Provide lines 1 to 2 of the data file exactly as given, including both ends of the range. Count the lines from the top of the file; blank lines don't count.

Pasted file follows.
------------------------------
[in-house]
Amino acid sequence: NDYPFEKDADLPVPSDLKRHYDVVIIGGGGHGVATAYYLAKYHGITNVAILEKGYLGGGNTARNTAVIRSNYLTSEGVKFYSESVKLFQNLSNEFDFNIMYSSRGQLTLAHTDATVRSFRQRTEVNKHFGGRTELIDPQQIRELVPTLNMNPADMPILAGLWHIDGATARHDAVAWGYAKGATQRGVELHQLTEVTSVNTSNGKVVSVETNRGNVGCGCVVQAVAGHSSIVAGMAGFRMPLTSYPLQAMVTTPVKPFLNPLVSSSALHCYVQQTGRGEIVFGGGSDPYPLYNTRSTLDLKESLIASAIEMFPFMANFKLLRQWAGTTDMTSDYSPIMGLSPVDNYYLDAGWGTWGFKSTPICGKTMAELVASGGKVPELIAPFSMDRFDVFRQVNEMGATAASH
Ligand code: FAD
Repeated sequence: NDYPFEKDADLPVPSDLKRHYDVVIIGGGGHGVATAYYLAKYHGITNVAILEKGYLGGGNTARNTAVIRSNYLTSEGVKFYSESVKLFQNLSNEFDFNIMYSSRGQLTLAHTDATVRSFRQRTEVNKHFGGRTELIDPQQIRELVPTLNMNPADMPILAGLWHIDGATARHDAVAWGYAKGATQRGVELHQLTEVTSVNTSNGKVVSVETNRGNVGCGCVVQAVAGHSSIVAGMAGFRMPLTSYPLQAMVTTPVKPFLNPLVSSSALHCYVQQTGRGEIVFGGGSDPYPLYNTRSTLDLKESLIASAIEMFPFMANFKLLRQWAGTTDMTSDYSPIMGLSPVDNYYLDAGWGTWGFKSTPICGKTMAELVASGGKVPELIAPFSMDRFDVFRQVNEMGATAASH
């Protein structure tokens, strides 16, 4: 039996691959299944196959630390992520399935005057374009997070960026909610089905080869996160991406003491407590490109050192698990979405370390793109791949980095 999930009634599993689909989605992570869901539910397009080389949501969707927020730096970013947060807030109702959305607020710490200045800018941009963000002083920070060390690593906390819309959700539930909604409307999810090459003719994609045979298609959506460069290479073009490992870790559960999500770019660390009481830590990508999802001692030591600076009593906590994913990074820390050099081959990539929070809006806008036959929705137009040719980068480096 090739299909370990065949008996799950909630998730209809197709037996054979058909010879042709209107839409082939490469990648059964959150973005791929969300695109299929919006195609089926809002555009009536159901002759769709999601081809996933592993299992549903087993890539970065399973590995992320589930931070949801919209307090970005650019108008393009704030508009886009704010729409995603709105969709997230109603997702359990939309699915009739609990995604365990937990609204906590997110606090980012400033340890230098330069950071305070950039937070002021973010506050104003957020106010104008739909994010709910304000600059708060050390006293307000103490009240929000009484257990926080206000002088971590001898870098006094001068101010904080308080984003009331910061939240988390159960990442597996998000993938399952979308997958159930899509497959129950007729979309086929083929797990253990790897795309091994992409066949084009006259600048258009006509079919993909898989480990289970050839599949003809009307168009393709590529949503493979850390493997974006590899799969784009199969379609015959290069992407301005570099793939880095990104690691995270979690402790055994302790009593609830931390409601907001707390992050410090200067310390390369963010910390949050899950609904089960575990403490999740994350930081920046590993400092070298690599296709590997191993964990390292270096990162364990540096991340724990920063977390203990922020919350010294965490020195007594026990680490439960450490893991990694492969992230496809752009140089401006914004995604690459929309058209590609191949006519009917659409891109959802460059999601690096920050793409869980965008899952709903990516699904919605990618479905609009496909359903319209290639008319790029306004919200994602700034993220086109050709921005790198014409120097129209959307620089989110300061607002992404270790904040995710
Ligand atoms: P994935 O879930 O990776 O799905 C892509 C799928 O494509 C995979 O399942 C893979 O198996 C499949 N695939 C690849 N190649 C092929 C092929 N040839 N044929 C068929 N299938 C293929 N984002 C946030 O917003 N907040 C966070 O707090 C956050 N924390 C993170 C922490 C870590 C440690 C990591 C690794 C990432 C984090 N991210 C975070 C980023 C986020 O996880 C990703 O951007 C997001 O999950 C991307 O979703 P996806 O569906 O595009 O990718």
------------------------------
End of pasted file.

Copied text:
[in-house]
Amino acid sequence: NDYPFEKDADLPVPSDLKRHYDVVIIGGGGHGVATAYYLAKYHGITNVAILEKGYLGGGNTARNTAVIRSNYLTSEGVKFYSESVKLFQNLSNEFDFNIMYSSRGQLTLAHTDATVRSFRQRTEVNKHFGGRTELIDPQQIRELVPTLNMNPADMPILAGLWHIDGATARHDAVAWGYAKGATQRGVELHQLTEVTSVNTSNGKVVSVETNRGNVGCGCVVQAVAGHSSIVAGMAGFRMPLTSYPLQAMVTTPVKPFLNPLVSSSALHCYVQQTGRGEIVFGGGSDPYPLYNTRSTLDLKESLIASAIEMFPFMANFKLLRQWAGTTDMTSDYSPIMGLSPVDNYYLDAGWGTWGFKSTPICGKTMAELVASGGKVPELIAPFSMDRFDVFRQVNEMGATAASH